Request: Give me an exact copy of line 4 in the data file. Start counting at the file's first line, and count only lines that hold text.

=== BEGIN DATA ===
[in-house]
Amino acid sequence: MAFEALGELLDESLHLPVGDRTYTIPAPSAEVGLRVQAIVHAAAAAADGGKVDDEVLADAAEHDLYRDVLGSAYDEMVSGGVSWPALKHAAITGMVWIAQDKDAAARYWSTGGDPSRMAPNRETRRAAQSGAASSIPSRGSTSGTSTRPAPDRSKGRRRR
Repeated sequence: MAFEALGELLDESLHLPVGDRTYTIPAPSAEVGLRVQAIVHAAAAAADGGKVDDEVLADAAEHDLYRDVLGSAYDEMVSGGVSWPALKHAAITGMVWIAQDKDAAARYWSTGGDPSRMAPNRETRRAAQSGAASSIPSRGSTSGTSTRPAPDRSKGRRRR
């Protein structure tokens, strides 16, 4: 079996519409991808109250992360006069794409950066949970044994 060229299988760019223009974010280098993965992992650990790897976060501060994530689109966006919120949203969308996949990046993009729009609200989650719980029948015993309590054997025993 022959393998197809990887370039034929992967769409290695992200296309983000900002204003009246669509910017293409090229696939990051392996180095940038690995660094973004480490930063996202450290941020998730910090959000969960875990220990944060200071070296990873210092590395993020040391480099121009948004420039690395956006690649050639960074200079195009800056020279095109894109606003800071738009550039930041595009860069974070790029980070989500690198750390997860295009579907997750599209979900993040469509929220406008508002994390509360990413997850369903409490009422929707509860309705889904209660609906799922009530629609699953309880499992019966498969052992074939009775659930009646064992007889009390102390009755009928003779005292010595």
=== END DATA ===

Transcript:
């Protein structure tokens, strides 16, 4: 079996519409991808109250992360006069794409950066949970044994 060229299988760019223009974010280098993965992992650990790897976060501060994530689109966006919120949203969308996949990046993009729009609200989650719980029948015993309590054997025993 022959393998197809990887370039034929992967769409290695992200296309983000900002204003009246669509910017293409090229696939990051392996180095940038690995660094973004480490930063996202450290941020998730910090959000969960875990220990944060200071070296990873210092590395993020040391480099121009948004420039690395956006690649050639960074200079195009800056020279095109894109606003800071738009550039930041595009860069974070790029980070989500690198750390997860295009579907997750599209979900993040469509929220406008508002994390509360990413997850369903409490009422929707509860309705889904209660609906799922009530629609699953309880499992019966498969052992074939009775659930009646064992007889009390102390009755009928003779005292010595």